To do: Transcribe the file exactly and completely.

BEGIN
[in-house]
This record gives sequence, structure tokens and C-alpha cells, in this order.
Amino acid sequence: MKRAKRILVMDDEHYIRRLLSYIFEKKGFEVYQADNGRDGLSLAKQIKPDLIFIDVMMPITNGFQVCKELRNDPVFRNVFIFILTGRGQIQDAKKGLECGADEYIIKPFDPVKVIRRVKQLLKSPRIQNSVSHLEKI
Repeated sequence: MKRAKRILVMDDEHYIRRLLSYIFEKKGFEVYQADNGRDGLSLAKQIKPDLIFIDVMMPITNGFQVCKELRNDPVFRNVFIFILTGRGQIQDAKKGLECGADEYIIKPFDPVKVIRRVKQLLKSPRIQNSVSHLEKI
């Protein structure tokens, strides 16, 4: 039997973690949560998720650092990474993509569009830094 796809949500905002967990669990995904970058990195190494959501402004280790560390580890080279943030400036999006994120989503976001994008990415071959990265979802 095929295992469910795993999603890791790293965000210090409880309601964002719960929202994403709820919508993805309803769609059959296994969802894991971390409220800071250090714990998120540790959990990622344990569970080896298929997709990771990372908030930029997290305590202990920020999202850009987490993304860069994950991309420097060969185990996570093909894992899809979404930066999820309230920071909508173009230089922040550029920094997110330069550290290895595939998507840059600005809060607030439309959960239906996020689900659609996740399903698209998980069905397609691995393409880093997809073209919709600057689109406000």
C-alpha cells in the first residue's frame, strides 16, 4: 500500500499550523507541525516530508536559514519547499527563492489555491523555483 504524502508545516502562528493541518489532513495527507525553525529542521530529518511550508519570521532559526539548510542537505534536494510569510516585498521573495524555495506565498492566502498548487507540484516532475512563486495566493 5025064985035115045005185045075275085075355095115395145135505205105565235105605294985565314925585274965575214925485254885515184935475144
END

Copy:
[in-house]
This record gives sequence, structure tokens and C-alpha cells, in this order.
Amino acid sequence: MKRAKRILVMDDEHYIRRLLSYIFEKKGFEVYQADNGRDGLSLAKQIKPDLIFIDVMMPITNGFQVCKELRNDPVFRNVFIFILTGRGQIQDAKKGLECGADEYIIKPFDPVKVIRRVKQLLKSPRIQNSVSHLEKI
Repeated sequence: MKRAKRILVMDDEHYIRRLLSYIFEKKGFEVYQADNGRDGLSLAKQIKPDLIFIDVMMPITNGFQVCKELRNDPVFRNVFIFILTGRGQIQDAKKGLECGADEYIIKPFDPVKVIRRVKQLLKSPRIQNSVSHLEKI
């Protein structure tokens, strides 16, 4: 039997973690949560998720650092990474993509569009830094 796809949500905002967990669990995904970058990195190494959501402004280790560390580890080279943030400036999006994120989503976001994008990415071959990265979802 095929295992469910795993999603890791790293965000210090409880309601964002719960929202994403709820919508993805309803769609059959296994969802894991971390409220800071250090714990998120540790959990990622344990569970080896298929997709990771990372908030930029997290305590202990920020999202850009987490993304860069994950991309420097060969185990996570093909894992899809979404930066999820309230920071909508173009230089922040550029920094997110330069550290290895595939998507840059600005809060607030439309959960239906996020689900659609996740399903698209998980069905397609691995393409880093997809073209919709600057689109406000």
C-alpha cells in the first residue's frame, strides 16, 4: 500500500499550523507541525516530508536559514519547499527563492489555491523555483 504524502508545516502562528493541518489532513495527507525553525529542521530529518511550508519570521532559526539548510542537505534536494510569510516585498521573495524555495506565498492566502498548487507540484516532475512563486495566493 5025064985035115045005185045075275085075355095115395145135505205105565235105605294985565314925585274965575214925485254885515184935475144